January 5, 2012

Meet the Gear :: hurricane rig

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At a recent S3D Centre Meetup event S3D Production and Post Workflow, guest presenter Ron Steinberg, Brand Manager & Buyer for Amaya Foto, gave a demo of the Hurricane Rig. A few minutes before Ron stepped on stage, Justin Alm interviewed him about the history, usability, and films currently being produced on the Hurricane Rig.

First things first, is Hurricane the name of the company that manufactures the rig?

No. The rig is manufactured by a company called GenusTech; Hurricane is the name of the rig itself. It was designed by the British filmmaker Alister Chapman. Alister called the rig the Hurricane because he predominantly shoots natural weather phenomenon. About 5 years ago, he got into shooting his films in 3D and started designing his own rigs. The Hurricane rig as we know it today is a 5th generation design. The rig has been under development for several years but has been on the market since February of 2011.



The Hurricane Rig with cameras.

What kind of filmmaker uses the Hurricane Rig?

The Hurricane has a broad user-group. It is being used for educational purposes here at Emily Carr University of Art + Design. The Hurricane has found its home in many education institutes around the world because it is completely manual; when making an adjustment to the rig, you have to do everything by hand. For the student, their decisions become more intentional and they develop a deeper understanding of the mechanics of Stereoscopic 3D filmmaking.

Documentary filmmakers are another large user-group for the Hurricane. The rig can be setup quickly — in about 10 minutes not including mounting cameras. It packs down into a small flight case that can be checked as airline luggage. As Alister Chapman is a documentary filmmaker, who travels all over the world, one of his primary goals in designing the rig was to have it pack down into a small flight case.

A third group using the Hurricane Rig are independent feature filmmakers. Night of the Living Dead — 3D Reanimater used the Hurricane’s. That production company bought 2 rigs because they are inexpensive for their capabilities. It is liberating for a production company to purchase a couple of Hurricanes instead of renting rigs for thousands of dollars per day. The Night of the Living Dead production has been able to achieve great results using Canon cameras with Steadicam® stabilization.


Image of the Hurricane Rig as used on location.

I recently interviewed Sean Arden, who works for the S3D Centre, about the Kerner Rig. How does the Hurricane Rig differ from the Kerner Rig?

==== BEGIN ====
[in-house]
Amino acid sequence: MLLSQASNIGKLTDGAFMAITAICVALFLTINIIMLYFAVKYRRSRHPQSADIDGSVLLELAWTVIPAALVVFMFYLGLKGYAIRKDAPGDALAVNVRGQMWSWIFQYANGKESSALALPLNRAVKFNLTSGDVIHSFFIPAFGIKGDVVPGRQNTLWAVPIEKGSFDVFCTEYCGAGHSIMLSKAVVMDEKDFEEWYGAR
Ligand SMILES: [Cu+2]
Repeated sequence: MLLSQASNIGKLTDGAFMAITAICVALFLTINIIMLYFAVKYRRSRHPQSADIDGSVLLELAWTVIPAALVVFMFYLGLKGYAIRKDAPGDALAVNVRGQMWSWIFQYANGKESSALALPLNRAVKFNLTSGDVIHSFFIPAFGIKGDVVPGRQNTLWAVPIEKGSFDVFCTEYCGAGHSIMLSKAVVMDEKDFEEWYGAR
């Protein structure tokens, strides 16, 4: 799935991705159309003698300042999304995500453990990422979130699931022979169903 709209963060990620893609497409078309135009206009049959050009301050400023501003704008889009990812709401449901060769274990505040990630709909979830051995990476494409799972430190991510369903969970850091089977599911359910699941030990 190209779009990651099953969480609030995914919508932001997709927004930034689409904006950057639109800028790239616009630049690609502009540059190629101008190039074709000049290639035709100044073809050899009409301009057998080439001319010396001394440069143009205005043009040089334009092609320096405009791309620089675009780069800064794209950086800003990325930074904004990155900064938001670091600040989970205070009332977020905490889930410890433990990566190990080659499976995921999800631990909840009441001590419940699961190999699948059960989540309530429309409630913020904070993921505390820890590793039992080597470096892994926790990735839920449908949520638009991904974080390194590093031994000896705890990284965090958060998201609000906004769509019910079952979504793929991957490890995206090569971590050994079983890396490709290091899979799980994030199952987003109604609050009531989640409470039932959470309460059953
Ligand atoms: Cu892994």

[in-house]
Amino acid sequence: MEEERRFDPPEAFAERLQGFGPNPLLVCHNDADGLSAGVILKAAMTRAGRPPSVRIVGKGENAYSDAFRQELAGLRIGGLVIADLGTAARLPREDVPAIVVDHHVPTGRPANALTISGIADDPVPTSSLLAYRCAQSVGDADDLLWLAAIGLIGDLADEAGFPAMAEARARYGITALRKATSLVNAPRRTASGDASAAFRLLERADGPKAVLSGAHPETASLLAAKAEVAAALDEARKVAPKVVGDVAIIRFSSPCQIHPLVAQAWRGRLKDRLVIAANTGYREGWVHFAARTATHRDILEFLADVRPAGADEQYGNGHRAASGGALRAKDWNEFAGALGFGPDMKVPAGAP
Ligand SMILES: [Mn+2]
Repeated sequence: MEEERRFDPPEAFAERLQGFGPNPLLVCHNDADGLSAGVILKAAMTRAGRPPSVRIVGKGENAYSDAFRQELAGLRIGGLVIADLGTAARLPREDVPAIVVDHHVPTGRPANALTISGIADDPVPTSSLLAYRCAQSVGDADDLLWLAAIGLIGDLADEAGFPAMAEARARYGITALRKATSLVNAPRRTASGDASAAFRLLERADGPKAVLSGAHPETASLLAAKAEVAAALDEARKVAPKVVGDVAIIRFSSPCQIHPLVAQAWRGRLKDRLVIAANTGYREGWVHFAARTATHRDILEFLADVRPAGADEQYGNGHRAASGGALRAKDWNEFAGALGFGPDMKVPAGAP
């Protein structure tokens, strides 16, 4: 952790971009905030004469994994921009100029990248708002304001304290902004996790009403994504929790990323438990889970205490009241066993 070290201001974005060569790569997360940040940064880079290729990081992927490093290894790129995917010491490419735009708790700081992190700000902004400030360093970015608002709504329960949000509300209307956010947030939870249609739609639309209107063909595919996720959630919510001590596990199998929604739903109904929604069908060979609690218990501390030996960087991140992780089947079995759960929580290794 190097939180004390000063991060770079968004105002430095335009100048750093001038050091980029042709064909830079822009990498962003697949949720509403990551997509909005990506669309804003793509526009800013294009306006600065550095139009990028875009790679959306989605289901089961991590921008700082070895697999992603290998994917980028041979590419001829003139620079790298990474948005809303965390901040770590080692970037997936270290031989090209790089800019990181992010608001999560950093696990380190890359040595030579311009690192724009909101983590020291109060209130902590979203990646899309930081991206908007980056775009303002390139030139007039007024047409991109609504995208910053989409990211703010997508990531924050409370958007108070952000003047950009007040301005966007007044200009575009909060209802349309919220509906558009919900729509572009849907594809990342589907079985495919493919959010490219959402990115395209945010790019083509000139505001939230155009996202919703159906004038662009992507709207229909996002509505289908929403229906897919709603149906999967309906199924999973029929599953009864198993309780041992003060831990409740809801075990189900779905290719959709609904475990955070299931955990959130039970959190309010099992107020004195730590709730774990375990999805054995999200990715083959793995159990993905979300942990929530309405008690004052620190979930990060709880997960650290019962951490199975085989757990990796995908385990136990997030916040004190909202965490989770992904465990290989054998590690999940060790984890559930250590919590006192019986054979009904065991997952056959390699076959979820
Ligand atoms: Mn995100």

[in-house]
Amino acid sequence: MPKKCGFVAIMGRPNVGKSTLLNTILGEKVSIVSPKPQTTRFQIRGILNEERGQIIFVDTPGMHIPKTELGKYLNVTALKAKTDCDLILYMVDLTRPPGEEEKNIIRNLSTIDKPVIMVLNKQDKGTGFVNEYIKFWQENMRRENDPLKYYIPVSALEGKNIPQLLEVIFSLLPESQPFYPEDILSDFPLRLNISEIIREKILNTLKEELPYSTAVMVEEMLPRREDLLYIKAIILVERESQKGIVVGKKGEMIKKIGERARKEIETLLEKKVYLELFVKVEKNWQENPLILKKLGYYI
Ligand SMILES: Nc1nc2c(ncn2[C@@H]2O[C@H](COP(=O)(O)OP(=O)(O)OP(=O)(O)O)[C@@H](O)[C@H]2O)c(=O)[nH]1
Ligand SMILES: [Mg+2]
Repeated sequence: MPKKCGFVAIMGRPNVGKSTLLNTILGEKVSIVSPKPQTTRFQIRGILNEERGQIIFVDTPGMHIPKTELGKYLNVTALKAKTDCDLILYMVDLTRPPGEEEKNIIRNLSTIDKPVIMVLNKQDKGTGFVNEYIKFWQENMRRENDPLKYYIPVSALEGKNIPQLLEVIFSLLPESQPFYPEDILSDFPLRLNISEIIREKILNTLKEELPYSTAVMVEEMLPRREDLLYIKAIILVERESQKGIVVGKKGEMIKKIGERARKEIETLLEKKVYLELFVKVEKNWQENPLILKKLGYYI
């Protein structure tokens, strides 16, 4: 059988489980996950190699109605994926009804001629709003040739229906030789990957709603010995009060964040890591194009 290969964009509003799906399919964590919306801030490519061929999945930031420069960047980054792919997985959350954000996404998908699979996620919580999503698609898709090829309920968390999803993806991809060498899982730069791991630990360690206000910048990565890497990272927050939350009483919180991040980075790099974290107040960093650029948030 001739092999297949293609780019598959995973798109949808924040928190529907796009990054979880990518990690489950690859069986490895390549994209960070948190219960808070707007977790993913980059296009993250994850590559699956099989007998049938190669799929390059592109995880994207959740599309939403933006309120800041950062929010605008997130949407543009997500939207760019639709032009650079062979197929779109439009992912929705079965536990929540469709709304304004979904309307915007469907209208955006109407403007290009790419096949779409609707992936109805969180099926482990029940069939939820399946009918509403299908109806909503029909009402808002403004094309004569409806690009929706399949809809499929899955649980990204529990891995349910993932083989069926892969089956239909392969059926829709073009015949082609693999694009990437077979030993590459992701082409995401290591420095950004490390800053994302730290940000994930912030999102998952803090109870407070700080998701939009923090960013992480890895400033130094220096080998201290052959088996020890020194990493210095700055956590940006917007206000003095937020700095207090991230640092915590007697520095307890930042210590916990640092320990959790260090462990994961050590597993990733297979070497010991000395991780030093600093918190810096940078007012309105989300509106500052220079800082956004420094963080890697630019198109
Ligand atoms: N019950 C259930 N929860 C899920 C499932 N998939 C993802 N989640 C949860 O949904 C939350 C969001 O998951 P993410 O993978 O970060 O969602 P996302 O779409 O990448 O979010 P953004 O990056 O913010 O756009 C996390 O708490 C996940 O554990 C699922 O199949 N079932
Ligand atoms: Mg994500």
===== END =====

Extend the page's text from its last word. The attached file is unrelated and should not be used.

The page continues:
Essentially, the Kerner and Hurricane rigs do exactly the same thing. They are both beam splitter or mirror rigs but the major difference between them is that the Kerner Rig is completely motorized. The interaxial, focus pull, zoom, convergence are all motorized; whereas, the Hurricane is a completely manual rig with optional motorization. Alister designed it to keep the price-point down, keep it light-weight, and simple to use and maintain. Apart from those differences, the rigs achieve essentially the same results.

The Kerner may be slightly easier to use when making a zoom change but we generally don’t make those sorts of adjustments when filming in 3D. Usually, we don’t adjust the zoom or interaxial during a take when shooting in 3D because the human eye doesn’t make those adjustments in reality. Also, the Kerner is designed to use a particular camera system whereas the Hurricane is camera agnostic, as long as those cameras can Genlock [Synchronize their frame rates]. As it is an open platform, we can put anything from small DSLRs to RED EPIC’s on the Hurricane. Nothing has to be changed on the rig to use a wide variety of cameras, although the use of the Bolster Bracket triangulation kit stiffens the unit up for heavier payloads. As I said earlier, the Hurricane shines when people have to travel to remote locations. Although the Kerner can be transported, it doesn’t have the same portability or option for shooting hand-held like the Hurricane.

So I’ve probably watched a lot of productions made on the Hurricane?

I don’t know if you’ve had much of an opportunity. In North America, we’re behind the times in terms of exposure to 3D content but I do know the rig has been used in many productions over the past year. We’ll be seeing content produced on it more and more.

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